Back in 1965 when I was working as a Norwegian member of the Swedish International Development Organisation’ project at Kibaha in Coast Province, my 13 year-old son Sjur became friendly with a group of fishermen in the harbour of Dar es Salaam. He pestered them until, on one occasion, and after he had beaten them at their own game of bao (Tanzanian chess) they agreed to take him out on a fishing trip in their ngalawa (outrigger canoe).
He was thrilled and as we were shortly leaving the country, he began pressing me to see if it would be possible to buy a ngalawa and take it home to Norway. We went to Bagamoyo to try and find one for sale at a reasonable price.
Si-haba, courtesy of The Norwegian Maritime Museum
Eventually, we found a fisherman who was willing to sell, and, after long negotiations, we drew up a contract for Shs 800 for a ngalawa called Si-haba which means something like ‘little but enough’ in English. The price may not seem very high nowadays but it was equivalent to £400 then when pounds were much more valuable than they are now? The contract contained a provision that the seller would sail the ngalawa to Dar es Salaam (100 kms) on a specific day to coincide with the arrival in the harbour of the Scandinavian liner the ‘Drammensfjord’. The money was to be paid on delivery in Dar.
All went well and, on the agreed date, the boat was duly delivered to the beach just inside the entrance to Dar es Salaam harbour. We tied it up to a palm tree for three days until we could arrange for a ships broker to arrange all the formalities and then for young Sjur (with the help of a friendly fisherman) to sail it across the harbour so that it could be lifted on board the liner.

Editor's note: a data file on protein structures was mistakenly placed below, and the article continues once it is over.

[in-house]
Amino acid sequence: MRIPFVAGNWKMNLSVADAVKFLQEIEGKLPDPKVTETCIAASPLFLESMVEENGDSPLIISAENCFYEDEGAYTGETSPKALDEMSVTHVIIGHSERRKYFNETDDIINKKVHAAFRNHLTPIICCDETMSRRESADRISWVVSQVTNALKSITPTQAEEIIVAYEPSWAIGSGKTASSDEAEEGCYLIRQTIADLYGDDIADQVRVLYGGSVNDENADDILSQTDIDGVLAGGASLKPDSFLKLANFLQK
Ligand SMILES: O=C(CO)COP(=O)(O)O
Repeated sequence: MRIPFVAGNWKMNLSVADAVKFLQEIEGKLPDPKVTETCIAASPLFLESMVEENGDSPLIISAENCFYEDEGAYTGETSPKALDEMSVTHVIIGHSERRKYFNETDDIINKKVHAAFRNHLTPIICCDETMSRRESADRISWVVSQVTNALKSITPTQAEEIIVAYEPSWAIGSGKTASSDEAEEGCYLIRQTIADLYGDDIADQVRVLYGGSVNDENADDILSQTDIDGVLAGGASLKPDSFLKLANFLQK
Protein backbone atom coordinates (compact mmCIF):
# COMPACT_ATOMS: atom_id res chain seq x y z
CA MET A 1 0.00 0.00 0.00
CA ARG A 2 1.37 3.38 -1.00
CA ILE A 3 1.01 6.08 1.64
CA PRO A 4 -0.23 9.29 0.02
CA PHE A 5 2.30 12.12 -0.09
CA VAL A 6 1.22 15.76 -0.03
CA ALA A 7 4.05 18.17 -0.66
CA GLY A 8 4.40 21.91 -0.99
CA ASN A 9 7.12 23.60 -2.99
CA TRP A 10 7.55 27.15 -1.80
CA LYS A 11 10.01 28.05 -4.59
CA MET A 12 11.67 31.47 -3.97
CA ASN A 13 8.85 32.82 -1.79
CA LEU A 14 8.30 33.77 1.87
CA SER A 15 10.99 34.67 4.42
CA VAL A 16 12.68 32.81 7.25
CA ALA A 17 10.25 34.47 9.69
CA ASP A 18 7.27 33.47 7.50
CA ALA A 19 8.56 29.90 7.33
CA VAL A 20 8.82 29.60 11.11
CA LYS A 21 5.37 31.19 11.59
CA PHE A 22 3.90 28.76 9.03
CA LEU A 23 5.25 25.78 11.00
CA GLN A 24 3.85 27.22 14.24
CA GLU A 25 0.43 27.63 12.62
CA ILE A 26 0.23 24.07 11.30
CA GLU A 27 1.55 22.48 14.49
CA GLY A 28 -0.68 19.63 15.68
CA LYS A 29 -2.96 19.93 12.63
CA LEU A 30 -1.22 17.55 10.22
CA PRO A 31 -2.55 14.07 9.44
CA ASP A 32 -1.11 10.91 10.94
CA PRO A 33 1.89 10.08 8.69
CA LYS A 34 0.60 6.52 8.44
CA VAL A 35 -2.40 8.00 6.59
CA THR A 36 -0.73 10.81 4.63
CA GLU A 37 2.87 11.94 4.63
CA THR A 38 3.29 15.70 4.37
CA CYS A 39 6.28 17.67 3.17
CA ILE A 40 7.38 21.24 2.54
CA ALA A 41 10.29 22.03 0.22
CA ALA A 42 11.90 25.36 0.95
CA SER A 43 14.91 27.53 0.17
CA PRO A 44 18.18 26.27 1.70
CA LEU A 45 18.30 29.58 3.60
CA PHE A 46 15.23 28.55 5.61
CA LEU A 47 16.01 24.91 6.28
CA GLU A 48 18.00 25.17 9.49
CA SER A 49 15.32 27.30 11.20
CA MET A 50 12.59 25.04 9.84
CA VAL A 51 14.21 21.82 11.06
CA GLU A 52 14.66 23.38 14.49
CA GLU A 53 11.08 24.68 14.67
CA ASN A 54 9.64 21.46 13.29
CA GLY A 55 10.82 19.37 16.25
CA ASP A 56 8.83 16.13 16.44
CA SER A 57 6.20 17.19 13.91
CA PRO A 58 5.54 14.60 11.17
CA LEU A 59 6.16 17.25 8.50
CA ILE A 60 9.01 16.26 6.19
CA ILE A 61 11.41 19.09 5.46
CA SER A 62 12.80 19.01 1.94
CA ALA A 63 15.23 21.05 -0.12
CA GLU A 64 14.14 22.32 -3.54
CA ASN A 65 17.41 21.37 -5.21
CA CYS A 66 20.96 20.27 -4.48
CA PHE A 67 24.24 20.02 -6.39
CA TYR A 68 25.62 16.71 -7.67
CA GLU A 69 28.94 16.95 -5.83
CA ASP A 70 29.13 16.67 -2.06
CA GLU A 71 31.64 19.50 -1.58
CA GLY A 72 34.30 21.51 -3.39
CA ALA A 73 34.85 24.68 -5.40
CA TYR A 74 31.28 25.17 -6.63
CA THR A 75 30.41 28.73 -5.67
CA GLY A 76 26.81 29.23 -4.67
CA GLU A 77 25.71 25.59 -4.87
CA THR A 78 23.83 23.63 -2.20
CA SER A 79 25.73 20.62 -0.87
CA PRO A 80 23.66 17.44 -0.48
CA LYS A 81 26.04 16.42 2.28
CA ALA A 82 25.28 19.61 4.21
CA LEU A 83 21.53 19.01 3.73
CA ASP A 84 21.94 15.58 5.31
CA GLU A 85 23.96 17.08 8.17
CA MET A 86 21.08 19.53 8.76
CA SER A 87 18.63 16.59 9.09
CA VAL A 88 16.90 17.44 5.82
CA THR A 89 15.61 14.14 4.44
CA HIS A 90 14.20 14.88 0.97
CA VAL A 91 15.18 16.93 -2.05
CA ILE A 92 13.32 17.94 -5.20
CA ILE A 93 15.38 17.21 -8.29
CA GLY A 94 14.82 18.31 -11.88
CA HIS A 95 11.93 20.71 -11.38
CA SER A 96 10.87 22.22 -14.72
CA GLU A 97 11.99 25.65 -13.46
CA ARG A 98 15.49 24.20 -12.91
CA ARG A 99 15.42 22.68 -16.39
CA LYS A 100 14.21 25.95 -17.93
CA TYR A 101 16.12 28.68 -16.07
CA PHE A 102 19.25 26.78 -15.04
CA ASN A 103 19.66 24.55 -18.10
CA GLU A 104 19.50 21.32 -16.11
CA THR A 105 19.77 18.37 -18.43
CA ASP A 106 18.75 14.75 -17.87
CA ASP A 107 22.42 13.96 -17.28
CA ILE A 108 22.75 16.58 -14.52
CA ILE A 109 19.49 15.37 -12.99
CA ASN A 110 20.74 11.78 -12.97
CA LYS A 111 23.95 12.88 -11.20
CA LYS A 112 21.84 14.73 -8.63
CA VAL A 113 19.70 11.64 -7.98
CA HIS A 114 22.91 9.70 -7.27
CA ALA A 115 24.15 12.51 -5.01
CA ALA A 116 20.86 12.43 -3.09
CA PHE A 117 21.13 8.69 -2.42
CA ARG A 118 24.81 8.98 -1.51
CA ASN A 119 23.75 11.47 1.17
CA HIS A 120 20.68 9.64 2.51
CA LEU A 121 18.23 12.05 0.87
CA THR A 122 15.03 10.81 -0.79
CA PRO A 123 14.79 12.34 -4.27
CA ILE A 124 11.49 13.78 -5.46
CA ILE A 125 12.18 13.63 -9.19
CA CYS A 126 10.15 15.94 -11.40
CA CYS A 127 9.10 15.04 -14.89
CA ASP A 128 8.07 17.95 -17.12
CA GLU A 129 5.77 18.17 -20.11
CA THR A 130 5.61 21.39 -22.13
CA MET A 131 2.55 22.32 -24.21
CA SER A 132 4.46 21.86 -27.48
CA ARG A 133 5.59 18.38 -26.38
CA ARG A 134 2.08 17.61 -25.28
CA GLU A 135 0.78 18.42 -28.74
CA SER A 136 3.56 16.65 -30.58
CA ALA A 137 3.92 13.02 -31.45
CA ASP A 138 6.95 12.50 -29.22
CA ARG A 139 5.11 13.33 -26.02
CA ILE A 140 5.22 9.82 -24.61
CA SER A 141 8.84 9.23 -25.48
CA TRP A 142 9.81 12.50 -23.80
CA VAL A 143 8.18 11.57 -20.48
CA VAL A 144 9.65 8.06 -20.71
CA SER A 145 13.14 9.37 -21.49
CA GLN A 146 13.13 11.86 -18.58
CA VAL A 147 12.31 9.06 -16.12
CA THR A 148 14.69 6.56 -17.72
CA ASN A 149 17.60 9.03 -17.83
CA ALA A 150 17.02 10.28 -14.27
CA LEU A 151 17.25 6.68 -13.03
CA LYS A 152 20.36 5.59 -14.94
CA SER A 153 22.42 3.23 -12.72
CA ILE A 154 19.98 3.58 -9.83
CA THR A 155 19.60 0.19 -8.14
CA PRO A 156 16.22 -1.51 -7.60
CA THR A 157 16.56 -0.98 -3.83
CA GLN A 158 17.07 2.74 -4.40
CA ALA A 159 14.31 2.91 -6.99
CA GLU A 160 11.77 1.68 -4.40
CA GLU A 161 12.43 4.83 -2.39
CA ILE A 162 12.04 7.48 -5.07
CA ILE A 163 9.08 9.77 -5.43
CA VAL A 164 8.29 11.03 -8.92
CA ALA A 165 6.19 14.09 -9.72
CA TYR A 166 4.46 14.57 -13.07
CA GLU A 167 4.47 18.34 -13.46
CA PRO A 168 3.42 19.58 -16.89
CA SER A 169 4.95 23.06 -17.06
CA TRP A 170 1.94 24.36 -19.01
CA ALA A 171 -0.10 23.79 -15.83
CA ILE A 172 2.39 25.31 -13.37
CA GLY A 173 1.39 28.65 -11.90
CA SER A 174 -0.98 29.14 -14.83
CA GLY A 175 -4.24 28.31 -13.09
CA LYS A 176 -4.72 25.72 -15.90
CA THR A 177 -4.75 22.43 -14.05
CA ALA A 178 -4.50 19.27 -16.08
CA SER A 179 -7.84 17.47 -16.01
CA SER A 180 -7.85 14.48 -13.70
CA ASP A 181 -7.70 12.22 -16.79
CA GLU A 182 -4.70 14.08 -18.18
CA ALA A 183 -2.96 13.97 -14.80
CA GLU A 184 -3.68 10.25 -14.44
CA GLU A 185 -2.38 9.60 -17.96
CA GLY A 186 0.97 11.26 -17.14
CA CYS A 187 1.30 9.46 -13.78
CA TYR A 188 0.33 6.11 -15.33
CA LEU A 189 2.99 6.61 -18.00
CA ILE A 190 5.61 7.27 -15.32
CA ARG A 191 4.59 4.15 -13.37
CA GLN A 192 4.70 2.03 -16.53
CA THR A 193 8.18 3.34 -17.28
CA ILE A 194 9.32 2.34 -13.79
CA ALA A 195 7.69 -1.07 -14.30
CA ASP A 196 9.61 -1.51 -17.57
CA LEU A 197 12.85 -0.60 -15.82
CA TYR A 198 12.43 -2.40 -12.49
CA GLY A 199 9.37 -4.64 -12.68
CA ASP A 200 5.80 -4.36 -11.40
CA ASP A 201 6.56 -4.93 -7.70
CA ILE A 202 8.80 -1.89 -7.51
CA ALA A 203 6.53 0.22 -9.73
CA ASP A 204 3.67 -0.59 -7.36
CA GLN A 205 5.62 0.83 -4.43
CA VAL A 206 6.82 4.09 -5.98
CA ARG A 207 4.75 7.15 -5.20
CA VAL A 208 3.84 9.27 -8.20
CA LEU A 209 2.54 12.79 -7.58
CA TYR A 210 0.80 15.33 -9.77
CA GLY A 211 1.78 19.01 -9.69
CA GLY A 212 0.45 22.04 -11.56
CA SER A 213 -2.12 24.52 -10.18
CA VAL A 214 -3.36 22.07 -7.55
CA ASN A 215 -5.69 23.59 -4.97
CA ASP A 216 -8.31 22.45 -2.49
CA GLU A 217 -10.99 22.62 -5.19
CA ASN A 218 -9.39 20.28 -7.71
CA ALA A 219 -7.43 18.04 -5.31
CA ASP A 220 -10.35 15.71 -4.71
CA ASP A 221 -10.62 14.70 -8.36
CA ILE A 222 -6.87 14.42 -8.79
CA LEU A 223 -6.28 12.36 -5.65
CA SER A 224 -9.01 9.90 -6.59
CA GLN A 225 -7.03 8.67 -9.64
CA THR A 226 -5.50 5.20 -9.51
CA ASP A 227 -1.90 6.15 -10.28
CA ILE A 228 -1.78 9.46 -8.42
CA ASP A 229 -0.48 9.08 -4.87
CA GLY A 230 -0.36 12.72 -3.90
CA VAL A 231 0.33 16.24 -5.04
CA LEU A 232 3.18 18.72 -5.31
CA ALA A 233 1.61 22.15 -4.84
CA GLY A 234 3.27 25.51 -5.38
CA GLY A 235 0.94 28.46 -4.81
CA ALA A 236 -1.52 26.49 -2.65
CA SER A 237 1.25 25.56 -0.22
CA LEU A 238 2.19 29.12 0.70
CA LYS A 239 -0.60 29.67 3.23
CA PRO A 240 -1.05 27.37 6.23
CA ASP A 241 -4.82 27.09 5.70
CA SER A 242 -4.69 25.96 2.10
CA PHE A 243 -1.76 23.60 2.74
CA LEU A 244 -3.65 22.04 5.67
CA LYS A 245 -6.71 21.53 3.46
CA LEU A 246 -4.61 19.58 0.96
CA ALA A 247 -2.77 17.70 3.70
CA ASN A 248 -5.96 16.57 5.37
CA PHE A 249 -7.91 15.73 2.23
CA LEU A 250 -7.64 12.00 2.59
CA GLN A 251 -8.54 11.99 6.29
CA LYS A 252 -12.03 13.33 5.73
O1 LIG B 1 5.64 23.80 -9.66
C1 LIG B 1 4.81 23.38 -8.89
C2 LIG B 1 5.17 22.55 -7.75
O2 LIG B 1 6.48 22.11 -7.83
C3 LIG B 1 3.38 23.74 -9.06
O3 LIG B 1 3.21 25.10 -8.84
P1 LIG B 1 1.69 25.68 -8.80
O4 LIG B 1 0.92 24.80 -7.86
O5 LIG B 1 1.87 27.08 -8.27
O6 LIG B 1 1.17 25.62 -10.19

We were all very happy because it seemed that we were finally going to be able to transport the canoe to Norway. But no sooner had it been lifted on to the ship than there was a serious problem. The dock workers on the ship greeted the arrival of the canoe with hostility and immediately went on strike. They refused to continue to load other goods onto the ship or even to allow the ship to leave the harbour unless the ngalawa stayed behind. They protested that people were going to make fun of this primitive canoe in Europe. Considerable diplomatic skill was required to solve the problem, which eventually involved the Dar Salaam Regional Commissioner, and the workers were eventually persuaded to let it leave.
We joined the ship on its 26 day non-stop journey to Aalborg in Denmark. Then it had to be loaded on to another ship which took it to Oslo and then on it to a coastal steamer all the way to Bodo, the town where we lived, which is 100 kms north of the Arctic Circle. We also took our dog Pelle on the ship but he had to spend eight weeks on board before he arrived in Oslo for four months of ‘arrest’ in quarantine. When we met him again he was crying for more than an hour.
Si-haba is 23 feet long and 4 metres broad with two outboards of 45kgs each. It had a 9 metre sail boom and a 14 sq. metre Latinsail of cotton. But Si-haba was not well suited to the arctic with ‘malsreams’ in the narrow sounds and dangerous winds. It could move at 15 knots with a strong wind from behind. To reduce the risk when on night fishing trips we equipped it with a 4 HP outboard motor. On one occasion, with my other son Ole Christian, we did not return until 4.30 am.
Si-haba proved of great interest to the local inhabitants and also to the numerous tourists from around the world traveling on daily cruise liners from Bergen to the North Cape all the year round. We kept the boat until 1989 and then donated it to the Norwegian Maritime Museum in Oslo where viking ships and the famous Kon Tiki boat are on display. Nowadays Si-haba rests in a strorehouse at the War Marine HQ at Horten, 60 kilometres west of Oslo.